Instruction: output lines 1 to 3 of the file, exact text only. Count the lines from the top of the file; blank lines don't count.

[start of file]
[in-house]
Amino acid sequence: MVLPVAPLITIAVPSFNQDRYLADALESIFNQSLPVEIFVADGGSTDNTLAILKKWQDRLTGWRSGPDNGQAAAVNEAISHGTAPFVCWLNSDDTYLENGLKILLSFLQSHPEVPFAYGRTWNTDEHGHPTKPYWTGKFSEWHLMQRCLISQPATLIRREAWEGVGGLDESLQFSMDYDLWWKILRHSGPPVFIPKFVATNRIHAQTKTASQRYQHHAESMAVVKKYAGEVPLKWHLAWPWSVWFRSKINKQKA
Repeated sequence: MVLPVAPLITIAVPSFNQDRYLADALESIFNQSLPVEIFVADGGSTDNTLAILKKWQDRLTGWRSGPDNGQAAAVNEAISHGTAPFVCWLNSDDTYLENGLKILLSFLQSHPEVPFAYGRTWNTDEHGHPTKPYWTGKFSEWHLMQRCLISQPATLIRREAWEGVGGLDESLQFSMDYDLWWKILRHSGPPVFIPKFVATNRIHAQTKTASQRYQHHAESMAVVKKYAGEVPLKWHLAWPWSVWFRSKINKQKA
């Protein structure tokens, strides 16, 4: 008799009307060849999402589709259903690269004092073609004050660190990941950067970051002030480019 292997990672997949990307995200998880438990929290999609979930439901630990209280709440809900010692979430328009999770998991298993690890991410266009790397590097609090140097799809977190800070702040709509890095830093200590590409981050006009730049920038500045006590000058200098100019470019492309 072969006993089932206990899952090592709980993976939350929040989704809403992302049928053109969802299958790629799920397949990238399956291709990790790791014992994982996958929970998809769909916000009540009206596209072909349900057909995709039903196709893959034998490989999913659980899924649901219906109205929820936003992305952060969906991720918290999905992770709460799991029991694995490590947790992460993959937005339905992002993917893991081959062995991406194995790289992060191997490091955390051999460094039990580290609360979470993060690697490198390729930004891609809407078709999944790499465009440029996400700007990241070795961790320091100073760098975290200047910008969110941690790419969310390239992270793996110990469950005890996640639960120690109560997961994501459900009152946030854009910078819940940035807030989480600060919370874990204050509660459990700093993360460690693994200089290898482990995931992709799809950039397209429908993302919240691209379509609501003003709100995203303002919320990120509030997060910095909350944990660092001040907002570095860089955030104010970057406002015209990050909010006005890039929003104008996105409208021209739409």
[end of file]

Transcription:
[in-house]
Amino acid sequence: MVLPVAPLITIAVPSFNQDRYLADALESIFNQSLPVEIFVADGGSTDNTLAILKKWQDRLTGWRSGPDNGQAAAVNEAISHGTAPFVCWLNSDDTYLENGLKILLSFLQSHPEVPFAYGRTWNTDEHGHPTKPYWTGKFSEWHLMQRCLISQPATLIRREAWEGVGGLDESLQFSMDYDLWWKILRHSGPPVFIPKFVATNRIHAQTKTASQRYQHHAESMAVVKKYAGEVPLKWHLAWPWSVWFRSKINKQKA
Repeated sequence: MVLPVAPLITIAVPSFNQDRYLADALESIFNQSLPVEIFVADGGSTDNTLAILKKWQDRLTGWRSGPDNGQAAAVNEAISHGTAPFVCWLNSDDTYLENGLKILLSFLQSHPEVPFAYGRTWNTDEHGHPTKPYWTGKFSEWHLMQRCLISQPATLIRREAWEGVGGLDESLQFSMDYDLWWKILRHSGPPVFIPKFVATNRIHAQTKTASQRYQHHAESMAVVKKYAGEVPLKWHLAWPWSVWFRSKINKQKA